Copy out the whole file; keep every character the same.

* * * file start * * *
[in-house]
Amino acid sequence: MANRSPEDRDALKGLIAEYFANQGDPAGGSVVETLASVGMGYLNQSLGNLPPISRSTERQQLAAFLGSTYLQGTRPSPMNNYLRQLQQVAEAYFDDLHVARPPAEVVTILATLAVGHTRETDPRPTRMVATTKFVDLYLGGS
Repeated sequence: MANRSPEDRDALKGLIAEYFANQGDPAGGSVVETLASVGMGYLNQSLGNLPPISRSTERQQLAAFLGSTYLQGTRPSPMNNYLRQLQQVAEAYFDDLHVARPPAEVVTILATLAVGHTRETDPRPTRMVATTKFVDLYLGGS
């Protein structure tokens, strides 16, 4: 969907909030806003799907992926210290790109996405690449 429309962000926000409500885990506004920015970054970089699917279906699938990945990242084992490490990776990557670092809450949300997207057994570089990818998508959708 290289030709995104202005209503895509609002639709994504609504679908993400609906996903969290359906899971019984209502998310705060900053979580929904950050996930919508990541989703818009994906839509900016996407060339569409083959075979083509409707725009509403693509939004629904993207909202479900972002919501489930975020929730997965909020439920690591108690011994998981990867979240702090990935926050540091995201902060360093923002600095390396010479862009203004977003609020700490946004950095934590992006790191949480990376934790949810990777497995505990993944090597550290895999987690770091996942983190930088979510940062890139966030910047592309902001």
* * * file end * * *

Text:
[in-house]
Amino acid sequence: MANRSPEDRDALKGLIAEYFANQGDPAGGSVVETLASVGMGYLNQSLGNLPPISRSTERQQLAAFLGSTYLQGTRPSPMNNYLRQLQQVAEAYFDDLHVARPPAEVVTILATLAVGHTRETDPRPTRMVATTKFVDLYLGGS
Repeated sequence: MANRSPEDRDALKGLIAEYFANQGDPAGGSVVETLASVGMGYLNQSLGNLPPISRSTERQQLAAFLGSTYLQGTRPSPMNNYLRQLQQVAEAYFDDLHVARPPAEVVTILATLAVGHTRETDPRPTRMVATTKFVDLYLGGS
């Protein structure tokens, strides 16, 4: 969907909030806003799907992926210290790109996405690449 429309962000926000409500885990506004920015970054970089699917279906699938990945990242084992490490990776990557670092809450949300997207057994570089990818998508959708 290289030709995104202005209503895509609002639709994504609504679908993400609906996903969290359906899971019984209502998310705060900053979580929904950050996930919508990541989703818009994906839509900016996407060339569409083959075979083509409707725009509403693509939004629904993207909202479900972002919501489930975020929730997965909020439920690591108690011994998981990867979240702090990935926050540091995201902060360093923002600095390396010479862009203004977003609020700490946004950095934590992006790191949480990376934790949810990777497995505990993944090597550290895999987690770091996942983190930088979510940062890139966030910047592309902001």